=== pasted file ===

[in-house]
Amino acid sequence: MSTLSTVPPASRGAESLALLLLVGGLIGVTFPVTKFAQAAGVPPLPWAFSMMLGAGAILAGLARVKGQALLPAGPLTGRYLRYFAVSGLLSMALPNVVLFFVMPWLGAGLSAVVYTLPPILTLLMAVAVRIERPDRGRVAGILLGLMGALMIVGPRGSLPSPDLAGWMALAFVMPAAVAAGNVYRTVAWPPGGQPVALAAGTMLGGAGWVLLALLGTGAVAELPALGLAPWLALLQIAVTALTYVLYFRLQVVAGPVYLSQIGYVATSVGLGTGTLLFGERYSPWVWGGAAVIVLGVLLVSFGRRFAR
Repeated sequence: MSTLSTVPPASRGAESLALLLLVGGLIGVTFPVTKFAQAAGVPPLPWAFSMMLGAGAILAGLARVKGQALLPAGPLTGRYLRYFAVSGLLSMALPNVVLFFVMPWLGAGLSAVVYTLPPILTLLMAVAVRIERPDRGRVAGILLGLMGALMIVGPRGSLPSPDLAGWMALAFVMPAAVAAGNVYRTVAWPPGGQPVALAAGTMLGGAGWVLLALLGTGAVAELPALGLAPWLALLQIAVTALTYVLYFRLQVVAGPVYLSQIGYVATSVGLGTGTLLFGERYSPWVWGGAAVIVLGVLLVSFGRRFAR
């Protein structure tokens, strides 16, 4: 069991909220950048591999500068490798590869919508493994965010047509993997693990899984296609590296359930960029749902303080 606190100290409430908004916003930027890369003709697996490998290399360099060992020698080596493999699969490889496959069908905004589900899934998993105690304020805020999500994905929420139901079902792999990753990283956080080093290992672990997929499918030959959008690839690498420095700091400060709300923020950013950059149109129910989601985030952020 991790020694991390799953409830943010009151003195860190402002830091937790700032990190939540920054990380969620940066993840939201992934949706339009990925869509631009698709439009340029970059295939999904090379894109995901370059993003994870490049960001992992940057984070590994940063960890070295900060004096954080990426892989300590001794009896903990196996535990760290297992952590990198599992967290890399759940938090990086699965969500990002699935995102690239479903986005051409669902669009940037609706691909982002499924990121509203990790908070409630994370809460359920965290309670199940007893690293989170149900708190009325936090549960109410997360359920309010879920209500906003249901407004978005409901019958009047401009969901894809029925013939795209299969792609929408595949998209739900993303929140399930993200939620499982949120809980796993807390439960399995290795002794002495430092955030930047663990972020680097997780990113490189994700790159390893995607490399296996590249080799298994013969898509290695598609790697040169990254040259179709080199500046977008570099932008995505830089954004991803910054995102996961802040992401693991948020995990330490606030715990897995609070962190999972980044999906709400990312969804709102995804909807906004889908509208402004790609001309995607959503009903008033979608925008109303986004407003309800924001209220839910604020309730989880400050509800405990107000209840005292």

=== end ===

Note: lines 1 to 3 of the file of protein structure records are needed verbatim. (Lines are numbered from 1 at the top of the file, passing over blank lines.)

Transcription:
[in-house]
Amino acid sequence: MSTLSTVPPASRGAESLALLLLVGGLIGVTFPVTKFAQAAGVPPLPWAFSMMLGAGAILAGLARVKGQALLPAGPLTGRYLRYFAVSGLLSMALPNVVLFFVMPWLGAGLSAVVYTLPPILTLLMAVAVRIERPDRGRVAGILLGLMGALMIVGPRGSLPSPDLAGWMALAFVMPAAVAAGNVYRTVAWPPGGQPVALAAGTMLGGAGWVLLALLGTGAVAELPALGLAPWLALLQIAVTALTYVLYFRLQVVAGPVYLSQIGYVATSVGLGTGTLLFGERYSPWVWGGAAVIVLGVLLVSFGRRFAR
Repeated sequence: MSTLSTVPPASRGAESLALLLLVGGLIGVTFPVTKFAQAAGVPPLPWAFSMMLGAGAILAGLARVKGQALLPAGPLTGRYLRYFAVSGLLSMALPNVVLFFVMPWLGAGLSAVVYTLPPILTLLMAVAVRIERPDRGRVAGILLGLMGALMIVGPRGSLPSPDLAGWMALAFVMPAAVAAGNVYRTVAWPPGGQPVALAAGTMLGGAGWVLLALLGTGAVAELPALGLAPWLALLQIAVTALTYVLYFRLQVVAGPVYLSQIGYVATSVGLGTGTLLFGERYSPWVWGGAAVIVLGVLLVSFGRRFAR